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States most and least likely to be hit by government shutdown

As Washington bickering and the partial government shutdown threatens to drag into week three, many Americans are feeling the fallout. Now adding fuel to the debate, a personal finance portal has released an intriguing study that analyzed population groups such as students and senior citizens to measure states most and least likely to be affected by a prolonged government freeze.

WalletHub, an online finance portal, didn't survey individuals. It instead analyzed public data sources and based its rankings on seven metrics. Those measurements include federal workers per capita, small-business lending per capita and student aid applications per capita, among other factors. (The report's full methodology can be found here.)

WalletHub found states won by the Republican Party in the 2012 presidential election could be hit disproportionately hard by a drawn out government shutdown.

(Read more: Best, worst US cities for small-business workers)

Fifteen red states rank in the top 25 of the study's overall "at-risk" rankings. Those 15 red states are Alaska, Alabama, Idaho, South Dakota, Missouri, Utah, Arizona, Montana, North Dakota, South Carolina, Oklahoma, Georgia, Wyoming, Tennessee and Kentucky.

Alexandria, Va., street scene.
Dennis K. Johnson | Lonely Planet Images | Getty Images
Alexandria, Va., street scene.

The shutdown is a divisive issue for both parties. Republicans are demanding dialogue on deficit reduction and President Barack Obama's 2010 health care law in exchange for boosting the government's borrowing authority and returning civil servants to work. The president, meanwhile, wants Congress to first end the shutdown and extend the debt limit before he'll negotiate.

The rankings, in a nutshell, show the shutdown's far reach. "The overarching theme is that no one is immune to the effects of the shutdown," said John Kiernan, senior analyst for Washington, D.C.-based WalletHub.

WalletHub selected seven metrics to measure the shutdown's potential impact on large, key populations of people who have lost or are at risk of losing key funding from federal entities. Those groups include students, senior citizens, veterans and small-business owners.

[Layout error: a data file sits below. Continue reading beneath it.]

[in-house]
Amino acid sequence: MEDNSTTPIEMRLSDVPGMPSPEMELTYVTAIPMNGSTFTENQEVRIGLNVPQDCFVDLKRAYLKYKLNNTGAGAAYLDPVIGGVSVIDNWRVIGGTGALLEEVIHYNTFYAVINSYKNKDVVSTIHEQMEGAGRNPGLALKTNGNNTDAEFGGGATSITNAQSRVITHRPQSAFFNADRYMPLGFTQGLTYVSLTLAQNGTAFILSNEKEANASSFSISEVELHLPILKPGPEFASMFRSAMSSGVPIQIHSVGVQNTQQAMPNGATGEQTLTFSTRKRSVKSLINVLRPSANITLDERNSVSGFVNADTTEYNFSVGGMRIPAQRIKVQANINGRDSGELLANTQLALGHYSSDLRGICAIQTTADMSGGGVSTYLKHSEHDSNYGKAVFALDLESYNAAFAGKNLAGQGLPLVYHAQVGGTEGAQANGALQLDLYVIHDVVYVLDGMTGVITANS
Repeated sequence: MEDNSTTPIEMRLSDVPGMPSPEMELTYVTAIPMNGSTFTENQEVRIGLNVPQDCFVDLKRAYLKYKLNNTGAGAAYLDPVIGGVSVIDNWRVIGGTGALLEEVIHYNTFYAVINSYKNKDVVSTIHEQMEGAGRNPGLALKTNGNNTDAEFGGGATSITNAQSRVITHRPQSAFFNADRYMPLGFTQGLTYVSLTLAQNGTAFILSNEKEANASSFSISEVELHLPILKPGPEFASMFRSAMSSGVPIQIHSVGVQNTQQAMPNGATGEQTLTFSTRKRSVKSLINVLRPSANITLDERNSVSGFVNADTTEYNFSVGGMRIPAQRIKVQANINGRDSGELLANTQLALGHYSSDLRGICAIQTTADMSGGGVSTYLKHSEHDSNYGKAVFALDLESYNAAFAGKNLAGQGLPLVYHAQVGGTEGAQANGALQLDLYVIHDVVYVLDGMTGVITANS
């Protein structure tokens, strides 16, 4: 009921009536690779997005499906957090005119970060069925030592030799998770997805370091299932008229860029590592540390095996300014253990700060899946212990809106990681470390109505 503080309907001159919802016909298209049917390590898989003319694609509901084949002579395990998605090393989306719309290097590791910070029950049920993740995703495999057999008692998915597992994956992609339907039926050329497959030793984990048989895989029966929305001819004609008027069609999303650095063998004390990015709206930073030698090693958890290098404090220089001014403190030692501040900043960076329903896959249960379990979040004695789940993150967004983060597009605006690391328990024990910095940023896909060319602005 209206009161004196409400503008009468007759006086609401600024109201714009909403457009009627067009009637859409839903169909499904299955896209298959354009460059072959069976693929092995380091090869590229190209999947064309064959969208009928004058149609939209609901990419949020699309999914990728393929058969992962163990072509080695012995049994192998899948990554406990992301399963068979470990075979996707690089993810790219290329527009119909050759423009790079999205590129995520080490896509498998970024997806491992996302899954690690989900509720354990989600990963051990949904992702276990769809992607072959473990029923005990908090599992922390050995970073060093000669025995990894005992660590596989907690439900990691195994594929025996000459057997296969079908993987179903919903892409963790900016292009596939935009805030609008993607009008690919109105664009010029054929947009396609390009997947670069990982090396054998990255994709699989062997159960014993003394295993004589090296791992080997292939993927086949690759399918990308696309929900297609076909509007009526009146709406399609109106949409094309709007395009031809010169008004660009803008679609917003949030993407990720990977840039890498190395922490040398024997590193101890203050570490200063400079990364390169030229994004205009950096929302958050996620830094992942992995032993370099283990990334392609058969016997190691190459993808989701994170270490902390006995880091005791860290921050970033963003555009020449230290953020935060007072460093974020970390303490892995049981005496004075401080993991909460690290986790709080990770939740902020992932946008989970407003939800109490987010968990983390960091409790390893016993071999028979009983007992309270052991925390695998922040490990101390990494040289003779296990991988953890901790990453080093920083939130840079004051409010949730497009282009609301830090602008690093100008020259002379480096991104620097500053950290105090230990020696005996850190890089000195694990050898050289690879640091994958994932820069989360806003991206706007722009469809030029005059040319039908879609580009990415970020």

The rankings include 50 states and the District of Columbia.

The states most likely to be affected by the shutdown are (with No. 1 being the most affected):

1. Virginia

2. Alaska

3. Alabama

4. District of Columbia

5. Maine

6. Maryland

7. New Mexico

8. Colorado

9. Idaho

10. Hawaii

(Read more: The debt ceiling explained)

The states least likely to be affected by the shutdown are:

42. Louisiana

43. Kansas

44. Delaware

45. Nebraska

46. Nevada

47. Wisconsin

48. Minnesota

49. New York

50. Indiana

51. Iowa

Des Moines, Iowa
Jeremy Woodhouse | Getty Images
Des Moines, Iowa

Other key findings:

—D.C., Maryland, Alaska, Hawaii and Virginia have the most federal workers per capita and are disproportionately affected by the shutdown's immediate impact.

—D.C., Virginia, Alaska,New Mexico and Maryland receive the most federal contract money per capita, which means people in those areas stand to lose even if they don't technically work for the federal government.

—Small-business owners from the Dakotas, Colorado, Alaska and Michigan who are seeking funding are hurt most by an inability to garner Small Business Administration loans, as those states have displayed the highest small-business borrowing rates in recent years.

(Read more: How the shutdown is hurting Main Street America)

By CNBC's Heesun Wee. Follow her on Twitter @heesunwee

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